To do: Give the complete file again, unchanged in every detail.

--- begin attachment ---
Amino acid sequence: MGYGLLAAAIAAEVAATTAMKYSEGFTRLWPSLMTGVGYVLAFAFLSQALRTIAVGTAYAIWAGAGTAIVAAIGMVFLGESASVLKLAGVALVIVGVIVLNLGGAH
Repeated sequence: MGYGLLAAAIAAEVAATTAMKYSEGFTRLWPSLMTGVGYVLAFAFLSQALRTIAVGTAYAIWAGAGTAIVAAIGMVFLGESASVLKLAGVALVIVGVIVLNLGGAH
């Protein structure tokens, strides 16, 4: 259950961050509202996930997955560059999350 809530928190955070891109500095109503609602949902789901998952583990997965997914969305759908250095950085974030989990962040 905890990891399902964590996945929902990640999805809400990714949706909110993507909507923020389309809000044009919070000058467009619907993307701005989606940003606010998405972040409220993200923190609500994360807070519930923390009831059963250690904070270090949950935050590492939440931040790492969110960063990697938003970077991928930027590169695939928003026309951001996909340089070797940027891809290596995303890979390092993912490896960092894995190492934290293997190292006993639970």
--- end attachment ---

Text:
Amino acid sequence: MGYGLLAAAIAAEVAATTAMKYSEGFTRLWPSLMTGVGYVLAFAFLSQALRTIAVGTAYAIWAGAGTAIVAAIGMVFLGESASVLKLAGVALVIVGVIVLNLGGAH
Repeated sequence: MGYGLLAAAIAAEVAATTAMKYSEGFTRLWPSLMTGVGYVLAFAFLSQALRTIAVGTAYAIWAGAGTAIVAAIGMVFLGESASVLKLAGVALVIVGVIVLNLGGAH
């Protein structure tokens, strides 16, 4: 259950961050509202996930997955560059999350 809530928190955070891109500095109503609602949902789901998952583990997965997914969305759908250095950085974030989990962040 905890990891399902964590996945929902990640999805809400990714949706909110993507909507923020389309809000044009919070000058467009619907993307701005989606940003606010998405972040409220993200923190609500994360807070519930923390009831059963250690904070270090949950935050590492939440931040790492969110960063990697938003970077991928930027590169695939928003026309951001996909340089070797940027891809290596995303890979390092993912490896960092894995190492934290293997190292006993639970």